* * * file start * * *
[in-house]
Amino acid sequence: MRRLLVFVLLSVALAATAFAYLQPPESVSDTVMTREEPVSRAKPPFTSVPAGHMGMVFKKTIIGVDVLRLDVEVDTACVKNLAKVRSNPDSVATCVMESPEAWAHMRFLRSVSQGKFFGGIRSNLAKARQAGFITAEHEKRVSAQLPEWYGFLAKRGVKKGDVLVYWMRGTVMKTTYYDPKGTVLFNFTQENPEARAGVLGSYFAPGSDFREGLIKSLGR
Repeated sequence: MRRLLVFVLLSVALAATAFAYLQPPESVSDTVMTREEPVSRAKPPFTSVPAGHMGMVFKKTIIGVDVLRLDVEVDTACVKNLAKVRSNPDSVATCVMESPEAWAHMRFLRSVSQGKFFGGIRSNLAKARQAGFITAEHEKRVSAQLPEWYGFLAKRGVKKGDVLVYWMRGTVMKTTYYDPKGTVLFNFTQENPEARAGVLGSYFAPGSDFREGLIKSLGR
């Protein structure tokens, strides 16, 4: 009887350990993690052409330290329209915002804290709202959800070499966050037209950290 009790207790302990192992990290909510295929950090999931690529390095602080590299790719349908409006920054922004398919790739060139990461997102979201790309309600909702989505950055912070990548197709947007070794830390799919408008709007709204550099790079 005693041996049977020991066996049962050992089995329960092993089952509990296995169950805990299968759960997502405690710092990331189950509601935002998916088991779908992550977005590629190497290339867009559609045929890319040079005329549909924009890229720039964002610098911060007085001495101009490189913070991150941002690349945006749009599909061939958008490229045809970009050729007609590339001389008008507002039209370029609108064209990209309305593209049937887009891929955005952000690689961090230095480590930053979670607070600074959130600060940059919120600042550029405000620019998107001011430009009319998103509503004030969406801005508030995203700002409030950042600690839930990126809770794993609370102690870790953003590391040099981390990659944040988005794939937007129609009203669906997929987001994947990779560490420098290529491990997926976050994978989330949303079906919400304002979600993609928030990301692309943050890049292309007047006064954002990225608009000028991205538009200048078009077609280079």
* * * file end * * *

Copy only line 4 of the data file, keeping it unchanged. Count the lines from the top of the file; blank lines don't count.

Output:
């Protein structure tokens, strides 16, 4: 009887350990993690052409330290329209915002804290709202959800070499966050037209950290 009790207790302990192992990290909510295929950090999931690529390095602080590299790719349908409006920054922004398919790739060139990461997102979201790309309600909702989505950055912070990548197709947007070794830390799919408008709007709204550099790079 005693041996049977020991066996049962050992089995329960092993089952509990296995169950805990299968759960997502405690710092990331189950509601935002998916088991779908992550977005590629190497290339867009559609045929890319040079005329549909924009890229720039964002610098911060007085001495101009490189913070991150941002690349945006749009599909061939958008490229045809970009050729007609590339001389008008507002039209370029609108064209990209309305593209049937887009891929955005952000690689961090230095480590930053979670607070600074959130600060940059919120600042550029405000620019998107001011430009009319998103509503004030969406801005508030995203700002409030950042600690839930990126809770794993609370102690870790953003590391040099981390990659944040988005794939937007129609009203669906997929987001994947990779560490420098290529491990997926976050994978989330949303079906919400304002979600993609928030990301692309943050890049292309007047006064954002990225608009000028991205538009200048078009077609280079």